Fear of the Dark

“The experience was both wonderful (Truth!) and terrible (Truth is Void!)”

Ric Williams, from the foreword to What is Self?

Everything was beautiful and nothing hurt.”

Billy Pilgrim in Slaughterhouse Five

I don’t need to provide examples. We all know it. The world is terrifying. And it’s okay to be afraid.

Fear helps us know when we should take precautions to avoid harm to ourselves or the things we care about. There are things to be afraid of everywhere, and all of us play a precarious balancing act between risk and reward.

Sometimes there is so much fear, diffuse and imprecise, that it becomes anxiety without source. Or a drowned-out signal that floods us but doesn’t inform us.

And sometimes, when I feel certain types of fear, I get a little bit excited. Many of my fears live in a deep part of myself that, like a child, don’t understand the world and the risks in it that I understand as a whole. Sometimes I’ve grown out of a fear and don’t need it anymore. There are some fears that I know are worth facing.

That fear is an opportunity, both exciting (and frightening).

That kind of fear is what this post is about.


I remember being afraid of the dark as a child. The dark was full of crawling unknown horrors, horrors more terrifying than my young mind could safely handle. I avoided the dark to protect myself. But as I grew up, the things in the dark became less scary.

Our understanding grows, and over time, we have less to be afraid of in the corners of our rooms, in our minds, and in the world.

But a lot of people have a crippling fear of looking at certain hard things in the world, from death to the possibility of failure to how they sound when they speak out loud. It’s crippling because by avoiding looking, they don’t avoid reality. Instead, they create a blank space in their mental field of view where they feel they can’t go. Or they create an alternate, imagined reality that feels safer. Avoiding reality is convenient sometimes, but is not a sustainable strategy.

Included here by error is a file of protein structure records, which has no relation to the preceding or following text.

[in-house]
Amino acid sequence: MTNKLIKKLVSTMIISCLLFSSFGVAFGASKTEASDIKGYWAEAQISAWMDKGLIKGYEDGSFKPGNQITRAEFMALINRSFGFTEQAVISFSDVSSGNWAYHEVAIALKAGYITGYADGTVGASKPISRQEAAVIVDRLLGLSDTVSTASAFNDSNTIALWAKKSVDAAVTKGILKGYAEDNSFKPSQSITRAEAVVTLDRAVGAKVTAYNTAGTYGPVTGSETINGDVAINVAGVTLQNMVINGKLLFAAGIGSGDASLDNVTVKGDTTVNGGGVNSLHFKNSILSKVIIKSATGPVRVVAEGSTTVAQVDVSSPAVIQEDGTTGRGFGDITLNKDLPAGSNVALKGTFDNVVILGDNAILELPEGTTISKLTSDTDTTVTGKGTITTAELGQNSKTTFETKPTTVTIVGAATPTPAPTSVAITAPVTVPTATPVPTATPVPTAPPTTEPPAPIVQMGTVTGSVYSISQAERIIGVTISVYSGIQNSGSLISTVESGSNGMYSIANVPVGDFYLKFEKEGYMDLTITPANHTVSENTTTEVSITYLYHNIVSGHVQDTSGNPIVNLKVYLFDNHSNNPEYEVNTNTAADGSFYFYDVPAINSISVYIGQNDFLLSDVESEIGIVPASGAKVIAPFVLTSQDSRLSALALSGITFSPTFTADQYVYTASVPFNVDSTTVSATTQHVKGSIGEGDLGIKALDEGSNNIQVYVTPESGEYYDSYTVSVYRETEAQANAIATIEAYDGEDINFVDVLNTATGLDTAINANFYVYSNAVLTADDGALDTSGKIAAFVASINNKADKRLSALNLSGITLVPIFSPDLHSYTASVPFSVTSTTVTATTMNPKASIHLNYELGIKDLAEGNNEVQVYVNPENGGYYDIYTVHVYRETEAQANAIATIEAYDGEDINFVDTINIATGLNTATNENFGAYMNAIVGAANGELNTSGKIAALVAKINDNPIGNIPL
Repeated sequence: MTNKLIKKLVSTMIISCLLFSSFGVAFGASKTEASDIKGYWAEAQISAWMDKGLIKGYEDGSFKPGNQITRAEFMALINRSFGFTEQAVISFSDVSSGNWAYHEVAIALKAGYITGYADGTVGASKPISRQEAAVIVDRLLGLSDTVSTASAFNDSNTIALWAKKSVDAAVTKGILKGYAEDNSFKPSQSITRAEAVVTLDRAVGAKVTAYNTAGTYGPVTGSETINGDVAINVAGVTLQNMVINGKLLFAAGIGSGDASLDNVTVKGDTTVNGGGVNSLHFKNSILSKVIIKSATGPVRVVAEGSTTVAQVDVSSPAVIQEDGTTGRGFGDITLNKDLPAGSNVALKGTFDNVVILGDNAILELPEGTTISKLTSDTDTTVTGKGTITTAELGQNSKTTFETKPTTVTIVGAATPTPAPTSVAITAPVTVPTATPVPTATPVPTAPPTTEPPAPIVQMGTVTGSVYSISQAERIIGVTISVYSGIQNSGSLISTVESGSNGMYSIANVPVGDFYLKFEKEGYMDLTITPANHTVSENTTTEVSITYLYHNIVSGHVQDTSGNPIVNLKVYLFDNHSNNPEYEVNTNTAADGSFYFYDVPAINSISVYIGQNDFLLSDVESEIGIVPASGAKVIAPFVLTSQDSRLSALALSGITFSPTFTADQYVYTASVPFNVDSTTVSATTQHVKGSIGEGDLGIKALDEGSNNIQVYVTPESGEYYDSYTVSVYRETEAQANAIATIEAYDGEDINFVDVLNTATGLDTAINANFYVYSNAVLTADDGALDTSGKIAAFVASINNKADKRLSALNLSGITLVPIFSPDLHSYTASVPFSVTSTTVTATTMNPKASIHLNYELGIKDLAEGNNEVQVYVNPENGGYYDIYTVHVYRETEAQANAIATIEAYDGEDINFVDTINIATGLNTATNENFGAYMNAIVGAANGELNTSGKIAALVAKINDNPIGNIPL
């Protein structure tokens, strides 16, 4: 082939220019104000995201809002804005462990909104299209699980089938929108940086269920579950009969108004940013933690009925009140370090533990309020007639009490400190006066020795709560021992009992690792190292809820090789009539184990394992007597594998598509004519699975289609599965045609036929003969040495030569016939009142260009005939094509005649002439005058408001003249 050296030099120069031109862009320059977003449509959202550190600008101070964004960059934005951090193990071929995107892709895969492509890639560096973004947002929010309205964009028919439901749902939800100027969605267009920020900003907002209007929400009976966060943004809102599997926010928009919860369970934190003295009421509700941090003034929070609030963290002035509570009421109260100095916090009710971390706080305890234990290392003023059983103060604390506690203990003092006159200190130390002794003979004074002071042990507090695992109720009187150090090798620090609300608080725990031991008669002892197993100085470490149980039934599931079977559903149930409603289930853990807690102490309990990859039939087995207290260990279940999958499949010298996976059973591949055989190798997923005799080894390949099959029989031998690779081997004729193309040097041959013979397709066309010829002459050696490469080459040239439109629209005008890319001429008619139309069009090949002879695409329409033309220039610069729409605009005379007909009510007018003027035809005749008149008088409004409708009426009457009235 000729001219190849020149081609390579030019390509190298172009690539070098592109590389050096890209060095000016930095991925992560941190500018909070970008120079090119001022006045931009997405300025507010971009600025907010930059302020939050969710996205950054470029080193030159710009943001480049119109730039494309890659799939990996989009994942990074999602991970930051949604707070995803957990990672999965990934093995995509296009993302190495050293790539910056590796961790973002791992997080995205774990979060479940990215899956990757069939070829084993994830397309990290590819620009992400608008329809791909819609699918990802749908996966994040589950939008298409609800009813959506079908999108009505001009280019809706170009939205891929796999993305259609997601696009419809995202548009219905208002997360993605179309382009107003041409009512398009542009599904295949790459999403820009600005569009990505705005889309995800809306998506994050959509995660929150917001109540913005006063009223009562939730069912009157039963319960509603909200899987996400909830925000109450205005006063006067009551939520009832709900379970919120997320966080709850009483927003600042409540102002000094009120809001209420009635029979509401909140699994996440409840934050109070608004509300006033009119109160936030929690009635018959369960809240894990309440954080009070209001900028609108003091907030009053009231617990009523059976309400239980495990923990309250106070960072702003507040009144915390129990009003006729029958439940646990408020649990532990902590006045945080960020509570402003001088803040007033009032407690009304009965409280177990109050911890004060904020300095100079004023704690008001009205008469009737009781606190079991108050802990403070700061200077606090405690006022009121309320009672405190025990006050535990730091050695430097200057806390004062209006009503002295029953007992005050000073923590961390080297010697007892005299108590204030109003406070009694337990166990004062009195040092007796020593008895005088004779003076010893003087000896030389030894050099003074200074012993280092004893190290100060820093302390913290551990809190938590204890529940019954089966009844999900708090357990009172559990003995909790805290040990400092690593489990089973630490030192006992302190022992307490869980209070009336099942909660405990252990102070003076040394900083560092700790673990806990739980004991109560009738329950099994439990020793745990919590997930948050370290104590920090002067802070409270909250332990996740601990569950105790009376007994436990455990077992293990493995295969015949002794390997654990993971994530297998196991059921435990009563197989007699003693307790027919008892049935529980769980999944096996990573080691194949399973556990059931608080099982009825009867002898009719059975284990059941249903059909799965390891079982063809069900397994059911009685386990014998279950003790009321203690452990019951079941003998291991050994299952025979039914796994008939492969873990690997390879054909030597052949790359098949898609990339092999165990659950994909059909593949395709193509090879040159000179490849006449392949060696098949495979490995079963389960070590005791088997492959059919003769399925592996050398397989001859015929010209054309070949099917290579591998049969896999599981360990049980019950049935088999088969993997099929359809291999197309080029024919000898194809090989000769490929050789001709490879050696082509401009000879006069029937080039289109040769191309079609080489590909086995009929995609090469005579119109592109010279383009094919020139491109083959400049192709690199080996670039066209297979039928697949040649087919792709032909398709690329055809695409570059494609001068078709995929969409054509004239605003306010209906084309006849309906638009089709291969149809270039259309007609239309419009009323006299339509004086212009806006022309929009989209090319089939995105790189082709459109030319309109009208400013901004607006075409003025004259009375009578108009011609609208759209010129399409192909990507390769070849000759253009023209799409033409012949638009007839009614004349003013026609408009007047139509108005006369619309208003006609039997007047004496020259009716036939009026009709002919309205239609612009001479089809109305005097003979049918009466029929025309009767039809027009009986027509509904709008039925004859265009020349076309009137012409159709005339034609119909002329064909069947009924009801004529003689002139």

When the landmines of dangerous thoughts are everywhere, we stumble half-blind.

In myself, I’ve found these types of fears recur in a few areas. Sometimes I avoid looking directly at pain in myself to avoid that pain. Sometimes I lie to myself instead of finally admit what I know is true. Sometimes I avoid learning information about the world that might cause me pain.

These types of fear are examples of what I call Blinding Fear. This fear limits how we can interact with the world and what we see. When I notice blinding fear, I see an opportunity to expand the world as I see it.

The core fear is that by looking, something bad would happen. Sometimes this self-protective fear turns on because it is actually something you can’t handle. It would break you. In those cases, your fear is doing you a service.

Other times, this fear can vastly exceed the bad thing that might happen by looking. In general, I have found that actually looking is better than holding onto constant fear. Looking happens once. Blinding fear impacts everything.

I’ve been working on the skill of unblinding myself from this type of fear for years. It’s been a long run and I’m not done yet. These are quasi-dramatic guidelines I use to think about this in the hopes that it might help somebody else as well.

Freedom